Campaigners call on Softbank CEO to help end slaughter of elephants and whales
LONDON UK / WASHINGTON DC: Wildlife advocates expressed bitter disappointment today at the refusal of international conglomerate SoftBank Corp to ban advertisements for elephant ivory and whale & dolphin products on Yahoo! Japan, the dominant company in SoftBank’s internet division with revenues of nearly US$4 billion in 2012.
The announcement follows a letter sent in June by the Environmental Investigation Agency (EIA) and Humane Society International (HSI) to SoftBank CEO Masayoshi Son, appealing to him to direct Yahoo! Japan to join all other Yahoo! websites worldwide in banning the sale of these products.
EIA and HSI have yet to receive a response from the Japanese telecommunications and internet corporation giant, which recently concluded a US$21.6 billion takeover of US cell phone carrier Sprint.
“SoftBank has a responsibility to millions of US Sprint customers who will be shocked to discover that SoftBank is profiting from the slaughter of elephants, whales and dolphins,” said Clare Perry, head of EIA’s Cetaceans Campaign. “SoftBank must direct Yahoo! Japan to prohibit all such ads immediately to help protect Africa’s elephants and the world’s threatened whale and dolphin populations.”
Kitty Block, Vice President of Humane Society International, added: “Tens of thousands of elephants, whales and dolphins are being killed each year to supply demand for their parts. We urge SoftBank to end their role in this cruel and unnecessary slaughter.”
Today, Yahoo! Japan lists almost 8,000 ads for elephant ivory, which have tripled in number since March after Amazon.com and Google enforced a ban and removed all ads for elephant ivory and whale products from their Japanese shopping sites.
About 80 per cent of the Yahoo! Japan ivory ads are for hanko (name seals used to sign official documents), many of which are thought to derive from illicit ivory tusks smuggled into Japan from Africa.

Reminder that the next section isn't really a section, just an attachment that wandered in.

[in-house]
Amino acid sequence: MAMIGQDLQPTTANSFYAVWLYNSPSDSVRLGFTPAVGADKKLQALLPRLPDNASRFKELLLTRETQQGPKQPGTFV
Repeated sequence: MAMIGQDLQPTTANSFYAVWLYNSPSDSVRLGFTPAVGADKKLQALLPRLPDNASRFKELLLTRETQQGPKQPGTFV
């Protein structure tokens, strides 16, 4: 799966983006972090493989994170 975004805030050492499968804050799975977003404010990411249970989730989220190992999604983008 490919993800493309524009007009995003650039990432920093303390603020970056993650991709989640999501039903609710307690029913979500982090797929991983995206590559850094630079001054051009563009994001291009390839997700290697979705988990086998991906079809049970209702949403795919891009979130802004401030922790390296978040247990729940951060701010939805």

Yahoo! Japan also sells hundreds of whale products, including internationally protected species such as fin whales illegally killed in Iceland, minke whales killed in the Antarctic whale sanctuary as well as Bryde’s, sei and sperm whales killed in the Northwest Pacific. Other ads feature products from whales brutally killed in the town of Taiji in southern Japan, made infamous by the Oscar-winning documentary The Cove.
“We are mindful of SoftBank’s current efforts to expand its reach internationally. As you expand, however, so too does your international constituency and your need to address broader social responsibility,” stated the joint letter. “We hope that SoftBank Corp’s direct contact with Yahoo! Japan will yield positive results when all the facts concerning endangered elephants and threatened whales and dolphins are presented and considered.”
Interviews and images are available on request: please contact Clare Perry, at firstname.lastname@example.org or telephone +44 (0) 20 7354 7960.
1. The Environmental Investigation Agency (EIA) investigates and campaigns against environmental crime and abuses.
2. It is estimated that 30,000 elephants were killed throughout Africa last year.
3. About 456,000 dolphins, porpoises and small whales have been killed around the coast of Japan during the past 25 years. The hunted populations include rare, endangered and declining species and populations. Many dolphins have high levels of mercury contamination, which dramatically exceed Government of Japan limits for seafood for human consumption.
Environmental Investigation Agency
62-63 Upper Street
London N1 0NY
Tel: +44 207 354 7960